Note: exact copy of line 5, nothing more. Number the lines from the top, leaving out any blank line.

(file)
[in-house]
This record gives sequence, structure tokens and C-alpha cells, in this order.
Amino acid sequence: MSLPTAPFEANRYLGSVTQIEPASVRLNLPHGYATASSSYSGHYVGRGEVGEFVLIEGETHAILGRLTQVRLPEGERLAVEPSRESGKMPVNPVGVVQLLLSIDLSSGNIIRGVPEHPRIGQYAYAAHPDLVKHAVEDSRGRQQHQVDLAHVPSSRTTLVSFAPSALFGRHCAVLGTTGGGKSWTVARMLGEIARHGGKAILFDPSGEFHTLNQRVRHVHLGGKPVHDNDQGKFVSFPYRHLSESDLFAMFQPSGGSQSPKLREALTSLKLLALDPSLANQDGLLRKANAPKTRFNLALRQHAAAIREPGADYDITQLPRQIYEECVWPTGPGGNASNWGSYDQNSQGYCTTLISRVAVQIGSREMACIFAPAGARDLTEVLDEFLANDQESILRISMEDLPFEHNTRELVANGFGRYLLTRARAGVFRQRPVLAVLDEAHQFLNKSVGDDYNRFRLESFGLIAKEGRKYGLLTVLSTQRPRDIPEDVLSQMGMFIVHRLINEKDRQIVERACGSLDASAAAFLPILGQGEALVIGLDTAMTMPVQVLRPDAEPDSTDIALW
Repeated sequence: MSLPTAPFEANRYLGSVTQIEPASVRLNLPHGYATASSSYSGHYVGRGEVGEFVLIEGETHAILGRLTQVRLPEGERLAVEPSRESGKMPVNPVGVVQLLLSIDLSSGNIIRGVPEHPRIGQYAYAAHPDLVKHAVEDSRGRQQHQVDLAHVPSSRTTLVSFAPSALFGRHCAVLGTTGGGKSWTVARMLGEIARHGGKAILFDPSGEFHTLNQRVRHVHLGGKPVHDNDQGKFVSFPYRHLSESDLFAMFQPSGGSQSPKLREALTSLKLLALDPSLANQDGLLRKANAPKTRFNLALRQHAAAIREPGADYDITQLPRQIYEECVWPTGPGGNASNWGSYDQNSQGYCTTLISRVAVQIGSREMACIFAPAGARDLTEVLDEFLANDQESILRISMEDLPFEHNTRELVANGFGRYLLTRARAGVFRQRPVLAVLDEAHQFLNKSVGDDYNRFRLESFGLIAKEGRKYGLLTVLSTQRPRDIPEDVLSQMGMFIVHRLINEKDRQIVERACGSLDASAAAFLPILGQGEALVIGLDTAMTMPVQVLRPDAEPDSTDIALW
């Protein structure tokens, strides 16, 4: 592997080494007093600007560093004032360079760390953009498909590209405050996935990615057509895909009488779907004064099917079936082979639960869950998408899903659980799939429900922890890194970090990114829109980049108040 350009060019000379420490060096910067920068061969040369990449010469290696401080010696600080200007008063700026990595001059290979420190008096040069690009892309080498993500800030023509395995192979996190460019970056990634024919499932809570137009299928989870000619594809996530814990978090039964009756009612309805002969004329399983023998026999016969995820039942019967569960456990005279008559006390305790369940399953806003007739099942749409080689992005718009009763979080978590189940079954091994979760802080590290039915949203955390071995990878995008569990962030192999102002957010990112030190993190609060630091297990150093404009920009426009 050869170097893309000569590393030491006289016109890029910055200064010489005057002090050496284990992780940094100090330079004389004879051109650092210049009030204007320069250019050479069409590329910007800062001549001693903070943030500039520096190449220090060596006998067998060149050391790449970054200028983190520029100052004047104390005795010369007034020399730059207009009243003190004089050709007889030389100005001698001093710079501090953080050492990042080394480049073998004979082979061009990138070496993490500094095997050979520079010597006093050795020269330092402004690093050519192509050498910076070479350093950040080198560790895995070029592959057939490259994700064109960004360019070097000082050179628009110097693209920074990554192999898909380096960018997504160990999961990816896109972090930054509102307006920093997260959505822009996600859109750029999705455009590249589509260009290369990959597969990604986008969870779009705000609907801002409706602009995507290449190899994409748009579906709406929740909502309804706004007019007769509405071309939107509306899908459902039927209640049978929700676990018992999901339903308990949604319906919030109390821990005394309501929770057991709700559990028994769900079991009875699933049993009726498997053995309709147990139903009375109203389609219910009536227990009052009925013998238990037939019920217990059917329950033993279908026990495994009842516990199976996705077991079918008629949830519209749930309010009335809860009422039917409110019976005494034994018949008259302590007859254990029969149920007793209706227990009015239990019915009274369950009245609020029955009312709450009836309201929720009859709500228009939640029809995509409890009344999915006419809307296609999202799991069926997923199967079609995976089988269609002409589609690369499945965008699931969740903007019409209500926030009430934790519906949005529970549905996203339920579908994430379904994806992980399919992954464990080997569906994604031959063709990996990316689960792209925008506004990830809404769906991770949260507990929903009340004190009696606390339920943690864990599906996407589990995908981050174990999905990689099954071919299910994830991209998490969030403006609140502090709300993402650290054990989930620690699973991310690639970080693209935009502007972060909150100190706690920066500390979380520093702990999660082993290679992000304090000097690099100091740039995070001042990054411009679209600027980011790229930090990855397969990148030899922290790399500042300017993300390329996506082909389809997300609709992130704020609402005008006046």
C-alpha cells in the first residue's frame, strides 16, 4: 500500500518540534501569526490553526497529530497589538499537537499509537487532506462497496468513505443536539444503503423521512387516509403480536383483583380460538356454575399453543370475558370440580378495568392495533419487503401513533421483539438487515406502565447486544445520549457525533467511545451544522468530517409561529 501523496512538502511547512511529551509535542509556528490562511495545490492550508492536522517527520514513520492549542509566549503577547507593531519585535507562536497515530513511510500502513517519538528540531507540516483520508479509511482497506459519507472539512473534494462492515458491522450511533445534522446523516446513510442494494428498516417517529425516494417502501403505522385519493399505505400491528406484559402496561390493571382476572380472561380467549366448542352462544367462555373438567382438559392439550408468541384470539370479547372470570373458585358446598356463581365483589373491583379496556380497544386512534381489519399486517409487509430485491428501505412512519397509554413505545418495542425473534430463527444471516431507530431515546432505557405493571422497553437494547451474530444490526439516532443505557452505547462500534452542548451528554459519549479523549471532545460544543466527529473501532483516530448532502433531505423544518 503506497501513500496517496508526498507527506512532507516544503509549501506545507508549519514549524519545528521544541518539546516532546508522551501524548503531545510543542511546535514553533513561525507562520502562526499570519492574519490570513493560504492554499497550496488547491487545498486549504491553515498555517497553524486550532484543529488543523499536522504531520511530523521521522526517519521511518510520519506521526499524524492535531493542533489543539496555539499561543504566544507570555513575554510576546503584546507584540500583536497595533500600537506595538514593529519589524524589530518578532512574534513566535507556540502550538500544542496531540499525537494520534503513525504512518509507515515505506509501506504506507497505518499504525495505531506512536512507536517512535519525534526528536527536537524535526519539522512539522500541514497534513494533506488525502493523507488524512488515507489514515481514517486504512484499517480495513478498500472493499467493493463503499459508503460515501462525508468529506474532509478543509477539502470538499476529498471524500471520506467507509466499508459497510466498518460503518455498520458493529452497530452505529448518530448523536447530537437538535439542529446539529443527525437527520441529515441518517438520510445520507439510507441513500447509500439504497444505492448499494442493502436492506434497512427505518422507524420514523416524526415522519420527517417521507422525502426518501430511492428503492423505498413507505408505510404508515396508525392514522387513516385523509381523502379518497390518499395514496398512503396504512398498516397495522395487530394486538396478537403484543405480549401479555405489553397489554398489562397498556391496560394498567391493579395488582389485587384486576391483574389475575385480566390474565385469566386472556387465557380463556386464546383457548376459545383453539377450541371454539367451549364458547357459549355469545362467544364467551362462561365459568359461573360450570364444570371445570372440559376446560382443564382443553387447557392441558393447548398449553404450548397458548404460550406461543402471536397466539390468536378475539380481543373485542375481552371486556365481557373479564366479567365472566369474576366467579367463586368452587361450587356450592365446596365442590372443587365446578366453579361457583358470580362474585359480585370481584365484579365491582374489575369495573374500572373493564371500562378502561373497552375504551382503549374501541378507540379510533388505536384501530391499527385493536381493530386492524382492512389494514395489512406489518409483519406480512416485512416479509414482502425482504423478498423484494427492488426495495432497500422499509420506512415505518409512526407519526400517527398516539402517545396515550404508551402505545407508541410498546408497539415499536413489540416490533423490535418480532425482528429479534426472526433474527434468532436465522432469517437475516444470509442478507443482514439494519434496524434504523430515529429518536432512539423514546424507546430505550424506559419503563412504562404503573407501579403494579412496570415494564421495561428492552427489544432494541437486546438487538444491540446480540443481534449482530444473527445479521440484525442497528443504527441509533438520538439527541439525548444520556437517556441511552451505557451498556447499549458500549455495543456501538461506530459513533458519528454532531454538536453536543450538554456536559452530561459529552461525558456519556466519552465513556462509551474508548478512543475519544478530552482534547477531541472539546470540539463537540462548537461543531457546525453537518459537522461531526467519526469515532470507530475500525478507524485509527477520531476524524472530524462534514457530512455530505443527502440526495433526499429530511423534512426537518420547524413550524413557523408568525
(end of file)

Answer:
């Protein structure tokens, strides 16, 4: 592997080494007093600007560093004032360079760390953009498909590209405050996935990615057509895909009488779907004064099917079936082979639960869950998408899903659980799939429900922890890194970090990114829109980049108040 350009060019000379420490060096910067920068061969040369990449010469290696401080010696600080200007008063700026990595001059290979420190008096040069690009892309080498993500800030023509395995192979996190460019970056990634024919499932809570137009299928989870000619594809996530814990978090039964009756009612309805002969004329399983023998026999016969995820039942019967569960456990005279008559006390305790369940399953806003007739099942749409080689992005718009009763979080978590189940079954091994979760802080590290039915949203955390071995990878995008569990962030192999102002957010990112030190993190609060630091297990150093404009920009426009 050869170097893309000569590393030491006289016109890029910055200064010489005057002090050496284990992780940094100090330079004389004879051109650092210049009030204007320069250019050479069409590329910007800062001549001693903070943030500039520096190449220090060596006998067998060149050391790449970054200028983190520029100052004047104390005795010369007034020399730059207009009243003190004089050709007889030389100005001698001093710079501090953080050492990042080394480049073998004979082979061009990138070496993490500094095997050979520079010597006093050795020269330092402004690093050519192509050498910076070479350093950040080198560790895995070029592959057939490259994700064109960004360019070097000082050179628009110097693209920074990554192999898909380096960018997504160990999961990816896109972090930054509102307006920093997260959505822009996600859109750029999705455009590249589509260009290369990959597969990604986008969870779009705000609907801002409706602009995507290449190899994409748009579906709406929740909502309804706004007019007769509405071309939107509306899908459902039927209640049978929700676990018992999901339903308990949604319906919030109390821990005394309501929770057991709700559990028994769900079991009875699933049993009726498997053995309709147990139903009375109203389609219910009536227990009052009925013998238990037939019920217990059917329950033993279908026990495994009842516990199976996705077991079918008629949830519209749930309010009335809860009422039917409110019976005494034994018949008259302590007859254990029969149920007793209706227990009015239990019915009274369950009245609020029955009312709450009836309201929720009859709500228009939640029809995509409890009344999915006419809307296609999202799991069926997923199967079609995976089988269609002409589609690369499945965008699931969740903007019409209500926030009430934790519906949005529970549905996203339920579908994430379904994806992980399919992954464990080997569906994604031959063709990996990316689960792209925008506004990830809404769906991770949260507990929903009340004190009696606390339920943690864990599906996407589990995908981050174990999905990689099954071919299910994830991209998490969030403006609140502090709300993402650290054990989930620690699973991310690639970080693209935009502007972060909150100190706690920066500390979380520093702990999660082993290679992000304090000097690099100091740039995070001042990054411009679209600027980011790229930090990855397969990148030899922290790399500042300017993300390329996506082909389809997300609709992130704020609402005008006046």